Trump Makes His Pick for Agricultural Secretary — And It Looks Like Good News for Big Ag (and Monsanto For That Matter)

By On January 19, 2017

One of the biggest disappointments that came out of the Obama adminstration was his favoritism for Big Ag and Monsanto, so much so that he hired a former Biotech Governor of the Year, Tom Vilsack, to be his Secretary of Agriculture.

Now, his successor Donald Trump is at it again, making a pick for the same position that has environmental and natural, non-GMO food advocates concerned.

While his name may sound familiar to many, Sonny Perdue is actually not connected to the chicken raising mega-busiess of the same name. But he does share many things in common with that company’s way of doing business, with many ties to Big Agribusiness and the chemical companies that keep the machine humming along year after year.

Former Governor of Georgia is Trump’s New Pick

The former governor of Georgia, Perdue has a background in veterinary medicine and was a key supporter of the Trump camapaign. He owns several businesses including “trucking agriculture and logistical firms” from his base in Georgia, as the website put it.

But what has environmental activists concerned are his ties to Big Ag, having received hundreds of thousands of dollars in federal farm subsidies that help chemical companies and large agricultural conglomerates according to this report in the New York Times, at the expense of small farmers and the environment.

Perdue’s appointment is particularly important because of the massive amount of funds given to the Agricultural Department, and its effect on the food system. The Secretary of Agriculture is responsible for helping to dictate food policy as well as food safety, while funding nutrition programs, food stamps and more as well as the Forest Service.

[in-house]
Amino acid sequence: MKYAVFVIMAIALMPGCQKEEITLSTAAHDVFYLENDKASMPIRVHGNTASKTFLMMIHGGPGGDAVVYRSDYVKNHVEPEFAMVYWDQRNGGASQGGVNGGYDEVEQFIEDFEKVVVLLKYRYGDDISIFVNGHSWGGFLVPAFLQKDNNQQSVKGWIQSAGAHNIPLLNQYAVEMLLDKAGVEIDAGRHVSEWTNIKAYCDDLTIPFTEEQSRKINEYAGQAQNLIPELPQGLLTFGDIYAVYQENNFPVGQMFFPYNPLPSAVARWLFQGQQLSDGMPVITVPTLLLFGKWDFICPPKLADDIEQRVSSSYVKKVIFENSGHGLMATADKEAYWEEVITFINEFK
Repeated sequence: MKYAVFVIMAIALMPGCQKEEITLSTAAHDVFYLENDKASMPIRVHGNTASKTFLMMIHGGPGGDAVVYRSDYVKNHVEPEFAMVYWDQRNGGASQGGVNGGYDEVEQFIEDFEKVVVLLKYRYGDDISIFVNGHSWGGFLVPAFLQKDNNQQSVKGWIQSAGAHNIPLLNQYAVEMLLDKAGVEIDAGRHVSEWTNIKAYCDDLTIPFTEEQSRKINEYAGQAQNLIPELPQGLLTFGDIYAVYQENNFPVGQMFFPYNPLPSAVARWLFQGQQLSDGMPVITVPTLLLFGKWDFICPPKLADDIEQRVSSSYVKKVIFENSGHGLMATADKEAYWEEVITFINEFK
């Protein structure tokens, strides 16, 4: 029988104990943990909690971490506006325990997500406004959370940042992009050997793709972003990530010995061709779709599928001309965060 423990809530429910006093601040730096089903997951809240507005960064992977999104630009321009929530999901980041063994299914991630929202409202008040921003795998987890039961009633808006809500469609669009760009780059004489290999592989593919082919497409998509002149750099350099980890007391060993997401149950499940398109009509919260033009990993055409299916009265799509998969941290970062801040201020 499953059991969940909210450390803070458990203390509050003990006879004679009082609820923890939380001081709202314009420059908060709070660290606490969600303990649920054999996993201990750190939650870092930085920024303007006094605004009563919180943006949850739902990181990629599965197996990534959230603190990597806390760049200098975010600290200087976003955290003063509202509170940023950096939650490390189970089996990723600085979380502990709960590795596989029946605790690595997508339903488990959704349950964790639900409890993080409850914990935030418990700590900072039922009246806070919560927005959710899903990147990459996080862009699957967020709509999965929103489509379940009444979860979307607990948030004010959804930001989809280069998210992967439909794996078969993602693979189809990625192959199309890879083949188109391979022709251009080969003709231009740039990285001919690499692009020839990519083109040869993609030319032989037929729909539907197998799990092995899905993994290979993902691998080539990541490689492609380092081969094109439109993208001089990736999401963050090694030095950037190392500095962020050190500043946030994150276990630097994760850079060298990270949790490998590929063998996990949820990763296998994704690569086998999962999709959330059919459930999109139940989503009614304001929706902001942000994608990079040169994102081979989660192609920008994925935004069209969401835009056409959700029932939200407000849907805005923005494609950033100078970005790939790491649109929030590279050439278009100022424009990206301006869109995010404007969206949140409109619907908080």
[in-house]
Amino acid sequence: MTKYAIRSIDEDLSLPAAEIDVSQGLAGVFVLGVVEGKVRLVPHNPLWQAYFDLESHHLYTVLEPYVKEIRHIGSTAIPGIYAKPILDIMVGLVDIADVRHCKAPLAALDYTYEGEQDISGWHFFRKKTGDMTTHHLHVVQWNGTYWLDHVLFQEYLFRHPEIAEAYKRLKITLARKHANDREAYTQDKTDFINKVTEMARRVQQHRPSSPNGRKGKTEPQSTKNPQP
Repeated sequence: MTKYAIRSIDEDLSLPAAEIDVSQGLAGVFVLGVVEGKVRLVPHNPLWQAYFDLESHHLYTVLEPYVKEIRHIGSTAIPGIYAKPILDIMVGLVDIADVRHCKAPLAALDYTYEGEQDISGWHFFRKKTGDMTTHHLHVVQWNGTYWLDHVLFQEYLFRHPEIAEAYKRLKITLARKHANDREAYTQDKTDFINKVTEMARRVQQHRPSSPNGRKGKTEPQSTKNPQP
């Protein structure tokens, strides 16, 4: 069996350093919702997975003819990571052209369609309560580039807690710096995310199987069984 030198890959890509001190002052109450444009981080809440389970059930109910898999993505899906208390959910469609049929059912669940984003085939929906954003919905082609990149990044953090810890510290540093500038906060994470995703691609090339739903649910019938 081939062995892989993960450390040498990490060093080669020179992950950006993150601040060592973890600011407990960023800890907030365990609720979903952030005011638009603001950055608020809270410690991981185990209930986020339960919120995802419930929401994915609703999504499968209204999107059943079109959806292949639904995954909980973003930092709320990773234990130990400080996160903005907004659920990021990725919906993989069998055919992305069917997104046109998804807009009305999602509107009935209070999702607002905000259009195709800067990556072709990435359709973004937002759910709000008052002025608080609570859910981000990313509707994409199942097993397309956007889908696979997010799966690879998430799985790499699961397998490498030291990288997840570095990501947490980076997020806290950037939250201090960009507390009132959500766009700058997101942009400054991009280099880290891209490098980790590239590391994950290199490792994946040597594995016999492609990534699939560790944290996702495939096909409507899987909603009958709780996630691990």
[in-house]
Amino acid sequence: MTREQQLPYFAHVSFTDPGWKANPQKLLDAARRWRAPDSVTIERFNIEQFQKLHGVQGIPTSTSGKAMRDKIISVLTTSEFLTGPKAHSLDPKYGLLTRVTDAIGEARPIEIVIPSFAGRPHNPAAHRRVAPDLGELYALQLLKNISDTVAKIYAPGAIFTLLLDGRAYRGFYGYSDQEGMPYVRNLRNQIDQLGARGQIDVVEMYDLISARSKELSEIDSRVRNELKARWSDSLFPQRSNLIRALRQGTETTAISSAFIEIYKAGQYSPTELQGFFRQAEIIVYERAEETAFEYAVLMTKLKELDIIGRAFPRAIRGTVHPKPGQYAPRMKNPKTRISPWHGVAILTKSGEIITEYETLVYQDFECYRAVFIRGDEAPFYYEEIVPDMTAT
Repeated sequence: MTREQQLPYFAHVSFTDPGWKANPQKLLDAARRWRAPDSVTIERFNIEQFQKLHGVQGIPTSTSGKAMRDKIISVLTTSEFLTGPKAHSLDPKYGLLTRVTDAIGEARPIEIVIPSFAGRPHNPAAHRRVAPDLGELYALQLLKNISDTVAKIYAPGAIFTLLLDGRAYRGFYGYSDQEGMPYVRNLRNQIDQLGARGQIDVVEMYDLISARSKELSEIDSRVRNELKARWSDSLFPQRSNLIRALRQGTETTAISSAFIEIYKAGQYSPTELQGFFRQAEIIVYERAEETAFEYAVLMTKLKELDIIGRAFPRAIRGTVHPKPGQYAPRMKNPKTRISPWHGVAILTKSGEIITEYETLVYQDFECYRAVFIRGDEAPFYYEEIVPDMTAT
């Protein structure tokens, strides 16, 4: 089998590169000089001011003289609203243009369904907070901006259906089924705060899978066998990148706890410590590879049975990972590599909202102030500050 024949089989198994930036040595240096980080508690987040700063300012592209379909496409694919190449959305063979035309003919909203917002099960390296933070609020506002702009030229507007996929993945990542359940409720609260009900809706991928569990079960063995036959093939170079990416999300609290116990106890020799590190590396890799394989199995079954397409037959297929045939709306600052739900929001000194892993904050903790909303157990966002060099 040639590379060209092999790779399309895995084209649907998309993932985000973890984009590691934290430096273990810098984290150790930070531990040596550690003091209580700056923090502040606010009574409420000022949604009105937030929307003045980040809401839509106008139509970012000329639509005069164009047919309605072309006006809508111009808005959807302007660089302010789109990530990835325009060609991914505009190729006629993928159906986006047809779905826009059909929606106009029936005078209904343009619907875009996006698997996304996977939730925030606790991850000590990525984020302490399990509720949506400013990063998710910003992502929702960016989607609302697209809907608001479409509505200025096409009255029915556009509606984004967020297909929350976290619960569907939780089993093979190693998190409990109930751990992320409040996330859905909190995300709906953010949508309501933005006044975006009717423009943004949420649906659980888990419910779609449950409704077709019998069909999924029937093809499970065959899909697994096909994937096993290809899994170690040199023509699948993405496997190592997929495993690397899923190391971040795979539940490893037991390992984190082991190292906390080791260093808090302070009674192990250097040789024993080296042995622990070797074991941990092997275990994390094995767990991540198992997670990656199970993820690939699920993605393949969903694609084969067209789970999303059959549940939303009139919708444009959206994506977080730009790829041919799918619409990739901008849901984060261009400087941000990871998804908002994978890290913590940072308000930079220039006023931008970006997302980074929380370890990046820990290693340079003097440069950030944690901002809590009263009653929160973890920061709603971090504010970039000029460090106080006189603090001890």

Perdue has already taken money from Monsanto specifically, and other pesticide companies, during his gubernatorial campaigns, according to a report and petition from the Organic Consumers’ Association titled ‘Tell The Senate: Don’t Let Monsanto Run the USDA and EPA!’ Over seven campaigns in Georgia, he accepted more than $300,000 from agribusiness companies.

How much will this influence affect his policies in Washington? That remains to be seen, but Trump’s appointments so far leave a lot to be desired in terms of giving organic and natural farming advocates a seat at the table, at the very least.

You can view a list of Trump’s Monsanto and GMO-friendly appointments (including Vice President Mike Pence), as well as sign the petition, by clicking here.

You can also read the full report on Perdue’s hire from the Times by clicking on this link.